Last week we discussed the importance of Social Wellbeing and the impact it makes in our relationships.
Have you been working on your 6-hours a day of social time?
If so, have you seen improvements?
Have you noticed a difference in your stress level?
It's important to recognize how vital each one of these ingredients plays into our overall wellbeing and why it’s so imperative to maintain balance in our lives.
Today, we’re going to talk about the third ingredient: Financial Wellbeing.
Have you ever heard the saying, “Money buys happiness”? According to Gallup’s wellbeing data, they found that although money doesn’t guarantee happiness, living in a wealthy country does increase the odds of having a good life. Makes sense, right?
If we are one of those fortunate people living in a wealthier country, knowing we have better odds of having a good life, then what is the secret to THRIVE in Financial Wellbeing?
Let’s put your Financial Wellbeing to the test! Answer these questions honestly:
1. Are you satisfied with your standard of living?
2. Do you stress over money and paying your bills?
3. Do you spend money on buying products or experiences?
Gallup found that it’s not about how much money you have but about what you do with it. Here’s a few things these people did:
· Harvard researchers found that spending money on yourself does not boost wellbeing but spending money on others does. Interesting concept, huh?
· People with thriving wellbeing also manage their money wisely by living within their standard of living. They have enough money to meet their needs and therefore do not focus their energy on the worry of making ends meet. They set defaults or limits on what they could spend which in turn creates financial security.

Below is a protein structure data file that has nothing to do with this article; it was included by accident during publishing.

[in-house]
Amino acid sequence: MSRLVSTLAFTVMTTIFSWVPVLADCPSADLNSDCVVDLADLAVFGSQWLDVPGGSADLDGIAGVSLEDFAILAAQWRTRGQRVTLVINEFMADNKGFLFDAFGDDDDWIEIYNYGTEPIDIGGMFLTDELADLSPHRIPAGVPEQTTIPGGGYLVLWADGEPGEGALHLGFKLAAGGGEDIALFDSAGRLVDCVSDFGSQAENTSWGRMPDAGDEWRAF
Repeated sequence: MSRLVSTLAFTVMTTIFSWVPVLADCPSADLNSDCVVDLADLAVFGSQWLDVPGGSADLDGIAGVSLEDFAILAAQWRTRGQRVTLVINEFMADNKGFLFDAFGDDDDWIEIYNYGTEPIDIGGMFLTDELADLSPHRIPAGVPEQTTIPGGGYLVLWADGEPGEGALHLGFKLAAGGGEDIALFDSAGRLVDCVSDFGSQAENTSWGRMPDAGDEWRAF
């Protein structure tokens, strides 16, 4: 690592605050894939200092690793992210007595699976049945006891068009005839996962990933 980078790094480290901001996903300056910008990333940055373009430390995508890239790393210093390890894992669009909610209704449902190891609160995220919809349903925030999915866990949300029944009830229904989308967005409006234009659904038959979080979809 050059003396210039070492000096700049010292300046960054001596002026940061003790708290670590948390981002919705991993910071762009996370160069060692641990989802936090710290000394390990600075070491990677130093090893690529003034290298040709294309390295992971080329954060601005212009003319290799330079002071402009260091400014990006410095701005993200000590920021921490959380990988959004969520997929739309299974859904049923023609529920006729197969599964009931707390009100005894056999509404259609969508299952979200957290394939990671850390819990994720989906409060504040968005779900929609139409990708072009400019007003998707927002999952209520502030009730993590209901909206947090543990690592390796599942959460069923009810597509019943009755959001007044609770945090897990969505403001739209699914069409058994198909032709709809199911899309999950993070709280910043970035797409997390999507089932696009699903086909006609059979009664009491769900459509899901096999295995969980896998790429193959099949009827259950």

· They buy experiences more than buying consumable products. How many of you have had a bad day and have done a little “retail therapy”? I know I have. Actually, quite frequently. Gallup found that a bad mood can lead to a waterfall of bad decisions which is actually the worse time to shop or make a major purchase. As Gallup would say, “we spend the most money when we feel the worst.” On top of that, the satisfaction of material goods doesn’t last as long as buying experiences. We are satisfied longer and less remorseful when we don't make emotional purchases which increases our wellbeing. If you think about it, we’re actually spending money on memories we can cherish for a lifetime.
Here are some recommendations Gallup has for boosting Financial Wellbeing:
1. Buy experiences such as vacations and outings with friends or loved ones.
2. Spend on others instead of yourself.
3. Create some default systems (auto payments and savings) that will decrease the amount of worry on money.
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If you're curious of where you rank in your wellbeing, take the Gallup Wellbeing Finder: Click here!
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